Parents want smaller middle school classes

Howard residents urge council to widen scope of county law

January 19, 2000|By Larry Carson | Larry Carson,SUN STAFF

Howard County government must find ways to keep classsize down in its middle schools as well as elementary schools covered by county law, according to people who spoke at a public hearing before the County Council last night.

Parents, especially in the Ellicott City area, complained that despite the 1992 Adequate Public Facilities Law, hundreds of new homes can be built around badly crowded schools before the law kicks in.

"Educational excellence is in jeopardy," said Debra Plunkett, a PTA president at Ilchester Elementary School.

She and several others argued that by regulating development only around crowded elementary schools, the county is asking for trouble. Plunkett noted that Clarksville Middle School is 156 percent over capacity.

Glenn Amato of Elkridge, a school board candidate, agreed, telling the council: "We need to stop subsidizing developers with taxpayers' money."

But David Berson, the chairman of a committee that examined the problem last summer, disagreed. And Councilman C. Vernon Gray, an east Columbia Democrat, made his feelings clear as well.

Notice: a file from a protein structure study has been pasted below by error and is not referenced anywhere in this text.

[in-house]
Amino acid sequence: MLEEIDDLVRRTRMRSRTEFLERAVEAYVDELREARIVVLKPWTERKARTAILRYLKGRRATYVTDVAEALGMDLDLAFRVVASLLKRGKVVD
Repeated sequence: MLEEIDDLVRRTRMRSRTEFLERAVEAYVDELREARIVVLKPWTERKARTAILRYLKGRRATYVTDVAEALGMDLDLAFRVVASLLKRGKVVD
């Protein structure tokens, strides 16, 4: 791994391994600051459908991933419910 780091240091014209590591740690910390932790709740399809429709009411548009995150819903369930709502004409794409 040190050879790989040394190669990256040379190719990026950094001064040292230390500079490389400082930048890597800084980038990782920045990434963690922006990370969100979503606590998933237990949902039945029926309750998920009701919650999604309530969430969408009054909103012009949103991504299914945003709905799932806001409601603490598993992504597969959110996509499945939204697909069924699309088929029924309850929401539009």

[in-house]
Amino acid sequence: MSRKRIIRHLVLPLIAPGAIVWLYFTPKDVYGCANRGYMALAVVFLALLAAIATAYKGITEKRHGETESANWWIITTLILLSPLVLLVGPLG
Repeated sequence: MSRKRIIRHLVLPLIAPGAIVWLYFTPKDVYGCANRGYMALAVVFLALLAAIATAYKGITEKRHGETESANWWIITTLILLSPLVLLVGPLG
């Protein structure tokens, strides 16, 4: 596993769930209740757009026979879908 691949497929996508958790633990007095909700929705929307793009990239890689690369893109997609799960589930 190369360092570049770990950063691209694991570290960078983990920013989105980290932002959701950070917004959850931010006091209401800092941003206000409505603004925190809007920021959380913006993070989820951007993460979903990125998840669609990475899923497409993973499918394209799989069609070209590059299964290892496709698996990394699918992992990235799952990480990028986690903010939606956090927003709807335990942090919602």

"Don't you think redistricting is a tool for addressing overcapacity?," Gray asked Guy Caiazzo, who represented the Chamber of Commerce on the committee.

Caiazzo opposed any change to the law, arguing from a business perspective that tightening the law puts all the burden on the business community.

Caiazzo, Berson, Gray and the county's League of Women Voters oppose adding middle schools to the county's Adequate Public Facilities law.

But most of the 17 speakers last night supported adding middle schools to the law.

Proposals for strengthening the law seek to limit the number of homes near crowded schools by making three changes.

Lowering the crowding threshold that triggers a building ban from 120 percent to 115 percent.

Limiting to 300 the number of new homes allowed in a school region that is operating at more than 100 percent capacity.

Extending the roads test applied to intersections near planned subdivisions from a mile to 1.5 miles. The law covers roads as well as schools.

The County Council's two Republicans, Christopher J. Merdon of Ellicott City and Allan H. Kittleman of the western county, are pushing an amendment to include middle schools under the law, despite opposition from other council members and County Executive James N. Robey.

Robey is backing a citizens' committee that studied ways of strengthening the law last summer and decided to leave middle schools out. Including them would be too confusing, the committee decided, because elementary and middle school districts differ.

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